Advances in technology and new thinking around worker productivity are driving change in the traditional office environment. Already, leading innovators such as Google and Apple are implementing the idea of fewer desks and more open spaces. And, as more and more companies take up the concept of partnering with clients as opposed to working for them, their office design will also become more informal. Closed-off boardrooms and stiff reception areas will be a thing of the past, and visitors with be greeted with coffee and a view of the inner workings of the office as one function flows seamlessly into the next.
The focus will be on transparency, with walls and barriers giving way to glass and open-plan areas that encourage discussion, and the sharing of knowledge and ideas between clients and employees. It is here that millennial influence has come to have an effect on office design, creating an environment that fosters enjoyment of the workspace and working together, without silos. Technology means that where and when employees do their work is far more flexible than in days gone by, with mobile technology and Wi-Fi allowing people to starting to create working communities.
Offices of the future are set to look more like digital playgrounds than traditional workspaces. Technology will play an increasingly pivotal role here – not only when it comes to mobile and cloud computing, but also in terms of organisations’ competitiveness. Ideas such as the “Internet of Things”, which is about using sensors and other embedded technologies to interact with smart devices through the Internet, will become key to maintaining a competitive edge. Brainstorming and collaboration are non-negotiable when it comes to innovation – but they also make for a contented and harmonious workforce.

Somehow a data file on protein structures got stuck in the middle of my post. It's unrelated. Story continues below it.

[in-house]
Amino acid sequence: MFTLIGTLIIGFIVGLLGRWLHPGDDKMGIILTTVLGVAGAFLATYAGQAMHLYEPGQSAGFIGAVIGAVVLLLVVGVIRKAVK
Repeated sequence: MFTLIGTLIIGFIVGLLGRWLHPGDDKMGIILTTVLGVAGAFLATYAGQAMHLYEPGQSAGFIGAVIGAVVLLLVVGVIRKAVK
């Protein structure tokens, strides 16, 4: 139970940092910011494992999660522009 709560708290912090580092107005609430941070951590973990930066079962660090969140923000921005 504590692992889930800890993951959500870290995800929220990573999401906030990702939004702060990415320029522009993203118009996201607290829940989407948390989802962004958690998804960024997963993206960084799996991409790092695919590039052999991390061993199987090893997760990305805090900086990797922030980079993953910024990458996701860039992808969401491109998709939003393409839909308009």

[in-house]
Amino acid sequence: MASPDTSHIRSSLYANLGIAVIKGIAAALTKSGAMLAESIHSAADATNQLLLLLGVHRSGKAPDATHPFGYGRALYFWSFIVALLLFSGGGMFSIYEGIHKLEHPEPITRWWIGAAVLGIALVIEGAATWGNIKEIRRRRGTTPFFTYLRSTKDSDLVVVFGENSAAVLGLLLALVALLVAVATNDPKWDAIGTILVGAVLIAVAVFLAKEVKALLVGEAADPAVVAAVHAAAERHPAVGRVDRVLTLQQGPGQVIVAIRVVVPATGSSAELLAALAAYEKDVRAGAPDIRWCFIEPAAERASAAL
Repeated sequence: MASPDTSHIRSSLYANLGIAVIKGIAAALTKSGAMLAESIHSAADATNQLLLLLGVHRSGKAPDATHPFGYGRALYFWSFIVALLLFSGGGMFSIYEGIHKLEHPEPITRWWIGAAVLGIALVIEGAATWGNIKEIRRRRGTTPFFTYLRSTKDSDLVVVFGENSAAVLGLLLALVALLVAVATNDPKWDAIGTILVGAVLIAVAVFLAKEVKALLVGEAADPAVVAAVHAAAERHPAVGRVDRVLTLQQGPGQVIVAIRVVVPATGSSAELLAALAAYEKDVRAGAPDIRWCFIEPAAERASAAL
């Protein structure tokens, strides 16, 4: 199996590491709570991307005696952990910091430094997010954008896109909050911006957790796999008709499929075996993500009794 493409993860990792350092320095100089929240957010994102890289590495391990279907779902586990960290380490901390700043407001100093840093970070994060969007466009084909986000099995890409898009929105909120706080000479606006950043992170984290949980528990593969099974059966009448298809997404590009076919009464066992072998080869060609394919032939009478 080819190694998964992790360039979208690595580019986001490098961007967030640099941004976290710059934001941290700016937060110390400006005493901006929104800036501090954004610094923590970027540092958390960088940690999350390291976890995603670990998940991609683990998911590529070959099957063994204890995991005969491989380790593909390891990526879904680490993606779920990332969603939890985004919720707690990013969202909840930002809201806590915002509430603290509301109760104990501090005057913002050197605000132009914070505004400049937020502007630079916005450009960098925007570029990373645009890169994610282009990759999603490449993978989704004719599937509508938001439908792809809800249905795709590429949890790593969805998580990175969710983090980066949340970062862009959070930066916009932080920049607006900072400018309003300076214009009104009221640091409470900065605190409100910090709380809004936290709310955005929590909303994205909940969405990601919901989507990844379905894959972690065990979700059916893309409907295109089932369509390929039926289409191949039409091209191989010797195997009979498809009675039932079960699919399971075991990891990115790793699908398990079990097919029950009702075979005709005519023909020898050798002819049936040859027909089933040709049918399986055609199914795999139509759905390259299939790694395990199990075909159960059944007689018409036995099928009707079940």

This means spaces that encourage informal gatherings – think stairwells, corridors and hallways (all of which have the potential to become collaborative spaces) – will become more important in the new workplace. Moreover, spaces that encourage physical movement are already being seen as more conducive to all types of productivity than sitting behind a desk is. “Going green” has become less of a trend and more of a smart business decision.
Think natural light that cuts down on utility costs, a multitude of indoor plants and easy access to outdoor areas and cafeterias that serve fresh organic food – all of which benefit employees and enhance output. Some truly forward-thinking employers are even starting to embrace the idea of the power nap, installing furniture that facilitates 20-minute naps during the day.
This is based on the belief that employees who feel rested and cared for tend to perform better. Some have even provided wearable technology, which monitors the activity and health levels of employees, sending alerts when energy is low and rest is needed to maintain productivity. It seems that office spaces of old are set to change dramatically, thanks both to technology and employers understanding that concepts such as choice, work-life balance and flexibility really do go a long way towards creating a positive, productive and happy workforce
The ins and outs of office relationships can be daunting. Unfortunately, one of the less pleasant aspects of working life is office politics. That said, while office politics may be awkward and unpleasant, they are a reality in many businesses. As a graduate, it’s a mistake to get involved and take sides. So while you should be pleasant and polite to everyone, remember that becoming embroiled in battles that have nothing to do with you will most likely backfire.